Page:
LiDAR data can also reveal the kinds and height of existing tree canopies, which may help reveal priority areas for habitat preservation.

Agency staff are looking forward to using the data to help prioritize future efforts.

Three LiDAR images.

Shown in LiDAR imagery is the main branch of the Teanaway River.

Road graders add to this summer’s scene at Cattle Point

May 13, 2015
Cattle Point NRCA offers beautiful views of the San Juan islands. Photo: Paul McFarland, DNR.

Cattle Point NRCA offers beautiful views of the San Juan islands. Photo: Paul McFarland, DNR.

Spring and summer bring scenic and historic Cattle Point Natural Resources Conservation Area (NRCA) a wide range of unique sights. Joining the more than 40 species of butterflies, 160 species of birds and 150 species of native plants this year, will be giant excavators and road graders.

Erosion continues to take away the coastal bluffs along San Juan Island’s southern point, which has threatened the primary access road to Cattle Point, potentially cutting off access to public and private lands.

San Juan County and the National Park Service, along with the Federal Highway Administration, are realigning the road nearest the bluff. This project is underway now and scheduled for completion by this October. Visitors to the NRCA may experience minor traffic delays to accommodate construction activity. The Mt. Finlayson Trail and nearby roadside viewpoint in the NRCA will be closed during construction, but all other trails in the NRCA remain open.

You can track the progress on the U.S. Department of Transportation website at

At Cattle Point NRCA, visitors will find grasslands, gravelly beaches, dunes, a mature conifer forest and steep bluffs. Cattle Point NRCA consists of two waterfront parcels at the south end of San Juan Island.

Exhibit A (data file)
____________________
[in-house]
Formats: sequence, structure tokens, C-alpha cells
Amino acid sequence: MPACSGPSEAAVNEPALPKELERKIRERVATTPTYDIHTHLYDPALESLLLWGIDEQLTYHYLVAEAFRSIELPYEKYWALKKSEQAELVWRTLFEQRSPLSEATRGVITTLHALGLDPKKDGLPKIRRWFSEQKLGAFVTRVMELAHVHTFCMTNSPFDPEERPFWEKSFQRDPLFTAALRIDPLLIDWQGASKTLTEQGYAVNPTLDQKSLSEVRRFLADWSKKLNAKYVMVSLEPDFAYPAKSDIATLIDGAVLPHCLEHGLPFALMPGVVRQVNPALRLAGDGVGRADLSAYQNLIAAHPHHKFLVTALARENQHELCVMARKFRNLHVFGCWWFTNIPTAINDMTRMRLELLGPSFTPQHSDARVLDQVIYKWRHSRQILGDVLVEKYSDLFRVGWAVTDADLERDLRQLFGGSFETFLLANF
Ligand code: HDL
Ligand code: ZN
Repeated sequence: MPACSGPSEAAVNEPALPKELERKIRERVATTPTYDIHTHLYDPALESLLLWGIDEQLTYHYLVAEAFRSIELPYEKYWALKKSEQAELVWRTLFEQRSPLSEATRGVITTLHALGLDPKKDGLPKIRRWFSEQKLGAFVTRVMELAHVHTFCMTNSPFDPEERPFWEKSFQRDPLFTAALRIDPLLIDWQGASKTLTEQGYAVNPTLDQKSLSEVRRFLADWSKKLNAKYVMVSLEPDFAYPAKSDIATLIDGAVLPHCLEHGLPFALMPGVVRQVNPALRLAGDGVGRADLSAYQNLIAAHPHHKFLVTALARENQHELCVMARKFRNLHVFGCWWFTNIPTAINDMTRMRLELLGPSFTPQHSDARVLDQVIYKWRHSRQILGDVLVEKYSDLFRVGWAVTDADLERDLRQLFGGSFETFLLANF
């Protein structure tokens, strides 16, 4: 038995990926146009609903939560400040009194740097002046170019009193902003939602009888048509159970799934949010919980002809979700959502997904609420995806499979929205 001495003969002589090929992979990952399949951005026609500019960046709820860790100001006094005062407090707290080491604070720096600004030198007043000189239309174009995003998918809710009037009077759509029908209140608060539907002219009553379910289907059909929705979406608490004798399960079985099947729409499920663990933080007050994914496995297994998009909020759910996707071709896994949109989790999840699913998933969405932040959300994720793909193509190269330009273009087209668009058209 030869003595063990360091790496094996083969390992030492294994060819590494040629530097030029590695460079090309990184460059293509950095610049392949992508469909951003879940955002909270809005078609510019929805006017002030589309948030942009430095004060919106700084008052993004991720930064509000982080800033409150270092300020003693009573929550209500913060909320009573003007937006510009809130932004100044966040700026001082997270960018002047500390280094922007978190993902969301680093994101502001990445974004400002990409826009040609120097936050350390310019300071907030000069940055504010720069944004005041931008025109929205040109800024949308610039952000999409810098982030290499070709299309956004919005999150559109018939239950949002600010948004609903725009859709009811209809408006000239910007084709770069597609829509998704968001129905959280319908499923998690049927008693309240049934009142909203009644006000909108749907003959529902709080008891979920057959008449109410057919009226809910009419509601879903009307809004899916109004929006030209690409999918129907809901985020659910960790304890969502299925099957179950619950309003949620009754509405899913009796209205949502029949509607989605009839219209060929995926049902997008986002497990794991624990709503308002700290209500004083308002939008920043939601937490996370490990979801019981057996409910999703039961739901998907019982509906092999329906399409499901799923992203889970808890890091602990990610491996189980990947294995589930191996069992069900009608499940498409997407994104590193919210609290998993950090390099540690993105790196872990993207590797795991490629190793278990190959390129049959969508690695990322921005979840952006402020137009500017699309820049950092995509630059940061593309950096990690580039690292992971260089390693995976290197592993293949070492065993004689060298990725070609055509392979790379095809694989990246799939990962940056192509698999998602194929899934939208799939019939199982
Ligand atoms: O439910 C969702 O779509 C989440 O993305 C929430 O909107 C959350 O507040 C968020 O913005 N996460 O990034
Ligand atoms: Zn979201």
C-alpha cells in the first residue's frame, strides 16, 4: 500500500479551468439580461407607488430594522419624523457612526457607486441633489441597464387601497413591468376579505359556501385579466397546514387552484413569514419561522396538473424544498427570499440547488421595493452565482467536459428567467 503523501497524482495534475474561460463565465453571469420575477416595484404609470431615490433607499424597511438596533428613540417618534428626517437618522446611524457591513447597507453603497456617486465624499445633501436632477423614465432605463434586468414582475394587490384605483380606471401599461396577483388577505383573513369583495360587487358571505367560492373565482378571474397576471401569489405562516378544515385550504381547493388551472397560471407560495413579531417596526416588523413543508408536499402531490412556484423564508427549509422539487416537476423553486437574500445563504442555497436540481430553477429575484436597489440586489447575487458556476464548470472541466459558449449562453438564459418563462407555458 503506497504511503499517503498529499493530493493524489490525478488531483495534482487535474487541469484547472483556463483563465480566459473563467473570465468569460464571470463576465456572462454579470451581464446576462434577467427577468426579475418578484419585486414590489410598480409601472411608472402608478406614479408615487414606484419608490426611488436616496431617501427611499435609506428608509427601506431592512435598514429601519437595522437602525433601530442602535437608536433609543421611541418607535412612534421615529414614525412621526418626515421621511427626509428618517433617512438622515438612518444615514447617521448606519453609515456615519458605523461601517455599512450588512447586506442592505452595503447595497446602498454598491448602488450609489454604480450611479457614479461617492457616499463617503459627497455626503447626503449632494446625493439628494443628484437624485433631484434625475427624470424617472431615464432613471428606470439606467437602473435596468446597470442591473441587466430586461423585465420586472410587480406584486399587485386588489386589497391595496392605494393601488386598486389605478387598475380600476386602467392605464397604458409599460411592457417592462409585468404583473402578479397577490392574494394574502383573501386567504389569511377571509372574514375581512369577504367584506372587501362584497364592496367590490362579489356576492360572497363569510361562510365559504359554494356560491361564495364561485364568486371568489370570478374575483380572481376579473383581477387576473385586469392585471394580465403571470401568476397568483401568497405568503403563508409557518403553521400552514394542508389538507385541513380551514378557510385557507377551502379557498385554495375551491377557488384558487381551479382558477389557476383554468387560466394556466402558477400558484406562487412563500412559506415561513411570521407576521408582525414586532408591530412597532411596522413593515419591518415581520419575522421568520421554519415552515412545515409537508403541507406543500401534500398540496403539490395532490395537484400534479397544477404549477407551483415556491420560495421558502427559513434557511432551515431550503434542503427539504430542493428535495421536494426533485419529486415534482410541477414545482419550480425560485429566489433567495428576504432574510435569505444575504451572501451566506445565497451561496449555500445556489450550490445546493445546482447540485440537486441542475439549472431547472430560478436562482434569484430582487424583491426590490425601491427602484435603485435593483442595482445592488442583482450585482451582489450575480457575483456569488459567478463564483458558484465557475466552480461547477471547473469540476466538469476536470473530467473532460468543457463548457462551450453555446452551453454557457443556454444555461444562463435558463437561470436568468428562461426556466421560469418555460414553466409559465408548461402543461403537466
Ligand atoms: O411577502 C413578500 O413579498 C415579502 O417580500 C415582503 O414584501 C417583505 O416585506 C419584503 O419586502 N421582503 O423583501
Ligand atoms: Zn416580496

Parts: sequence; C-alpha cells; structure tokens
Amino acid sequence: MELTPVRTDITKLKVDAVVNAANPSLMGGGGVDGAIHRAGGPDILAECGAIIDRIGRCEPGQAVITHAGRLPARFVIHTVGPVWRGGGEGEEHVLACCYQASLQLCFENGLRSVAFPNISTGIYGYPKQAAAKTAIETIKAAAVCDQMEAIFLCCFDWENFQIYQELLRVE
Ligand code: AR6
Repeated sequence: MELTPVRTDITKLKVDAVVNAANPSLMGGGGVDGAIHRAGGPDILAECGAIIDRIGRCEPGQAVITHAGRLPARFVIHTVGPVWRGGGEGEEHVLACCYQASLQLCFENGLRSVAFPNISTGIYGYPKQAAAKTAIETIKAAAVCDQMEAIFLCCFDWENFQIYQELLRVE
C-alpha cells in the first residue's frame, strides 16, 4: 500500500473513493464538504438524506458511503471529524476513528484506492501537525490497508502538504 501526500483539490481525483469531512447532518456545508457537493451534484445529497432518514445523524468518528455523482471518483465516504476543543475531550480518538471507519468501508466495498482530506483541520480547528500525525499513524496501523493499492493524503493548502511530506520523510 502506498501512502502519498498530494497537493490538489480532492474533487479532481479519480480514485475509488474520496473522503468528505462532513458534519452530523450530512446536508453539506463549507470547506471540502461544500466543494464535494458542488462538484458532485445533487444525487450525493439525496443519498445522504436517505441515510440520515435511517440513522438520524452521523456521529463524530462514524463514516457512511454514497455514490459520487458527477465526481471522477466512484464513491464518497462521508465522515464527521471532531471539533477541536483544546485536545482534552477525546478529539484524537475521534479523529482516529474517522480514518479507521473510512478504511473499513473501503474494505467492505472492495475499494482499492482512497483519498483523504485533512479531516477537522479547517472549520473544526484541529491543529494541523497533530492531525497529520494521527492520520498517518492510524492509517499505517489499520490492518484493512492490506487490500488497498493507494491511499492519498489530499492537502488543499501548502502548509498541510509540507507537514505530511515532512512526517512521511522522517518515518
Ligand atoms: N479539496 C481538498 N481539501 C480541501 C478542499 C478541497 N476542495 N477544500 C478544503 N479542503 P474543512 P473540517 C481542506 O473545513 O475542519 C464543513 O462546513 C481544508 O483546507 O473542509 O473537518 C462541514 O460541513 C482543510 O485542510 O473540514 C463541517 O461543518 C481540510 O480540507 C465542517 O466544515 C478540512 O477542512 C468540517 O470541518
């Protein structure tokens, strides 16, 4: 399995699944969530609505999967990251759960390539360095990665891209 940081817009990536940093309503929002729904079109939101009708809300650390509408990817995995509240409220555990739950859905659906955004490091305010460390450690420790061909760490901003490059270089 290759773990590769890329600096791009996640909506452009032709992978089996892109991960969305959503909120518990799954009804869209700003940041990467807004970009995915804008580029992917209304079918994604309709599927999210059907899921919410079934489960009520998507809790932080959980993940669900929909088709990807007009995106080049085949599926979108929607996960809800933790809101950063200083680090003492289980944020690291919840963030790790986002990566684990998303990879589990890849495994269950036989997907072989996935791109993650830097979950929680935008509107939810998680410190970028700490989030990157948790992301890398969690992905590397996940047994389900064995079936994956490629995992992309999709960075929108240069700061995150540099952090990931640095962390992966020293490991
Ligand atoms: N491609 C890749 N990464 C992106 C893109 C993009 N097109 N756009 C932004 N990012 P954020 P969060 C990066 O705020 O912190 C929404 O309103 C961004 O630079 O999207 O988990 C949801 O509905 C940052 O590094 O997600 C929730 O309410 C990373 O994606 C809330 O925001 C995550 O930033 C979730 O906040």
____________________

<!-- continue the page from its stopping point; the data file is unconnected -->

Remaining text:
On just 112 acres, the NRCA provides a diverse range of geologic features, plant communities and wildlife habitat. The largest portion of the NRCA extends across the tip of the island from the Strait of Juan de Fuca, over the Mount Finlayson ridge and into Griffin Bay. A second parcel is near the U.S. Coast Guard lighthouse and includes an historic building, beach access and a day-use interpretive area. Adjacent to the western edge of the conservation area is the San Juan Island National Historical Park “American Camp” unit.

When visiting San Juan Island, make time to drop by our interpretive site near the Cattle Point Lighthouse. The day-use interpretive area includes parking [remember to bring your Discover Pass], beach access, hiking trails with viewpoints, and a picnic area with restroom. Wildlife is abundant and includes eagles and other birds of prey. Cattle Point offers outstanding views of the Olympic and Cascade Mountains and surrounding islands.

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Mount Adams: Our most considerate volcano

May 9, 2015
Mount Adams towers over the Trout Lake Natural Area Preserve, which is managed by DNR. Photo: DNR

Mount Adams towers over the Trout Lake Natural Area Preserve, which is managed by DNR. Photo: DNR

With May being Washington’s Volcano Preparedness Month, DNR’s Ear to the Ground thought it a good time for you to get to know our active volcanic neighbors. We start this week with the sleepiest and alphabetically-antecedent of the Cascade volcano peaks, Mount Adams.

At 12,280 feet above sea level, Mount Adams is the second-tallest of Washington’s mountains, trailing only Mount Rainier. Perhaps that has something to do with its less active history. As Mounts St. Helens, Rainier and Hood have spewed over the past few thousand years, causing noise and ruckus for us in the lowlands, Mount Adams has been polite enough to remain relatively quiet.